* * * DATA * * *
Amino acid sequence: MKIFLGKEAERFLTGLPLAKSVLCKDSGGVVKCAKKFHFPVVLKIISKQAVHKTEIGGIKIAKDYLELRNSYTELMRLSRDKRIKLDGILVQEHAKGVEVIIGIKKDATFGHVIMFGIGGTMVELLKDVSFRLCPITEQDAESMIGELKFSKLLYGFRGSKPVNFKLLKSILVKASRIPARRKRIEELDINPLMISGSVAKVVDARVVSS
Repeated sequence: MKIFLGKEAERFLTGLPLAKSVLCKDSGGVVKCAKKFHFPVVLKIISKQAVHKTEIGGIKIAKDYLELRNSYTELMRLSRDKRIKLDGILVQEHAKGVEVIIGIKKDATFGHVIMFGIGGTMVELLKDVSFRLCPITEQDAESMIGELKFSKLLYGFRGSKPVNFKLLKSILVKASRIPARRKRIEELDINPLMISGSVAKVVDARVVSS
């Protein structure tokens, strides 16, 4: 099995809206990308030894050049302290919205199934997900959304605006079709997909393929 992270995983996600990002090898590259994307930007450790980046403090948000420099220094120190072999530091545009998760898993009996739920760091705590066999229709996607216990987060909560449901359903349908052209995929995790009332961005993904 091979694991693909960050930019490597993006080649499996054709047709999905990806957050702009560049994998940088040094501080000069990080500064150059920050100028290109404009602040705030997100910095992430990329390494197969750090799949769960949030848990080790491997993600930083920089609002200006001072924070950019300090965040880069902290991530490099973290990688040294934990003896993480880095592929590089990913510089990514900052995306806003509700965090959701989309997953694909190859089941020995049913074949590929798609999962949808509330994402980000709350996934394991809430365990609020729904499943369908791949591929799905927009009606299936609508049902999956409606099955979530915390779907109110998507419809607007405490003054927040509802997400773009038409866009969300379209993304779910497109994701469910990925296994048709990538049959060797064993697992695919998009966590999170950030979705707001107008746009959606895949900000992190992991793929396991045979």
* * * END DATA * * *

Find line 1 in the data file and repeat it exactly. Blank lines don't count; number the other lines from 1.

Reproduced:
Amino acid sequence: MKIFLGKEAERFLTGLPLAKSVLCKDSGGVVKCAKKFHFPVVLKIISKQAVHKTEIGGIKIAKDYLELRNSYTELMRLSRDKRIKLDGILVQEHAKGVEVIIGIKKDATFGHVIMFGIGGTMVELLKDVSFRLCPITEQDAESMIGELKFSKLLYGFRGSKPVNFKLLKSILVKASRIPARRKRIEELDINPLMISGSVAKVVDARVVSS